In the Time of the Butterflies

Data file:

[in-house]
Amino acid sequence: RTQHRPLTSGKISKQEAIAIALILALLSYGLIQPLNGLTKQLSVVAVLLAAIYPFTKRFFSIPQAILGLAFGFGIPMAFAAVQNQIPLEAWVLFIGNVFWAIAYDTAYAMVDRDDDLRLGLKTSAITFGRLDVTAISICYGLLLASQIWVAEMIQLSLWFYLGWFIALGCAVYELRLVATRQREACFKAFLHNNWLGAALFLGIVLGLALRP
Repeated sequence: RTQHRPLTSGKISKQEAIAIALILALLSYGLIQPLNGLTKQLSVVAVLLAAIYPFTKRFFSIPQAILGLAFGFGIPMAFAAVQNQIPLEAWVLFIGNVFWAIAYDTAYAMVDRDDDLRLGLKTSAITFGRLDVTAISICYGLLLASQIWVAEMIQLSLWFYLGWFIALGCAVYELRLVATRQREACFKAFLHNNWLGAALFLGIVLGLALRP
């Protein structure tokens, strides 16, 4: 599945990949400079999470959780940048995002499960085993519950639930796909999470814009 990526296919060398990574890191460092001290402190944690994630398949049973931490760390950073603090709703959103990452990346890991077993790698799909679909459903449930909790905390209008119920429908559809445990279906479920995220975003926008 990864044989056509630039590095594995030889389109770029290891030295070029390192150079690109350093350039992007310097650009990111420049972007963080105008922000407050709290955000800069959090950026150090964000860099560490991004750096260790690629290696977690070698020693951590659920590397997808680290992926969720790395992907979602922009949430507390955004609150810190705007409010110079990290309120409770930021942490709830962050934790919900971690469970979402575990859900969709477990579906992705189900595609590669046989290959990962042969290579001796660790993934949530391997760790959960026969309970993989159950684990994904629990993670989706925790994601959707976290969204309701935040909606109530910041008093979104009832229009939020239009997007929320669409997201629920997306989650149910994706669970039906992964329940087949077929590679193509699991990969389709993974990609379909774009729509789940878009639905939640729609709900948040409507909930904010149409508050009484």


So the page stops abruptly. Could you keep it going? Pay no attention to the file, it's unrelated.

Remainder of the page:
The main point of Julia Alvarez?s "In the Time of the Butterflies" is to show individual personality in each character. This book shows that the people involved in the revolution led personal lives and had feelings just like those of us who read about them. By telling about the characters? families and personal issues, Alvarez draws her readers into the book and makes them feel for each character. Something that puzzled me was why the Mirabal sisters refused to leave prison. Minerva said that they had to set a good example and that accepting a pardon would mean that they thought they had something to be pardoned for. It seems to me that Minerva had too much pride. They should have accepted the pardon for the sake of their children and their mother. Did they really want their children to grow up without them? I see that they were trying to prove a point, but it also seems that they were working against themselves at the same time. They could not further the revolution while they were sitting in jail. I also wondered why Trujillo all of the sudden started killing people left and right. I concluded that he was desperate because he knew he was not going to have that much power for very long. He knew he was in trouble because the OAS Peace Committee came so he figured he might as well kill people while he still can. I don?t understand why Mate did not tell the OAS Peace Committee what happened at La 40. She said she did not want to endanger Santiclo. That is understandable, but it seems that there was a very slim possibility that he would get in trouble. She should have been thinking of her own good as well as her fellow prisoners?. It was interesting how much the Mirabal sisters? true personalities came out while they were in prison. Mate was weak. She had a lot of breakdowns and relied on Minerva for support. Minerva always had to be the strong one, but even she had a weak side. That began to show during their last weeks in prison. She admitted to herself that she didn?t feel the same anymore. The Mirabal family all looked out for each other. They supported and helped one another. Minerva comforted Mate when they were in prison. Patria took care of her sisters? children. Dede says at the end of the book that she, too, cares about her family so deeply that she forgets about herself. She admits this by saying, "And I see them all there in my memory, as still as statues, Mama and Papa, and Minerva and Mate and Patria, and I?m thinking something is missing now. And I count them all twice before I realize---it?s me, Dede, it?s me, the one who survived to tell the story" (page 321). Alvarez wrote this book because she lived in the Dominican Republic when she was younger and probably went through some similar issues as the ones the Mirabals faced. Her father was involved in an unsuccessful attempt to overthrow the Trujillo dictatorship so their family had to immigrate to the United States. Writing this book came naturally for her because it may help her sort out her thoughts and understand the whole situation more clearly.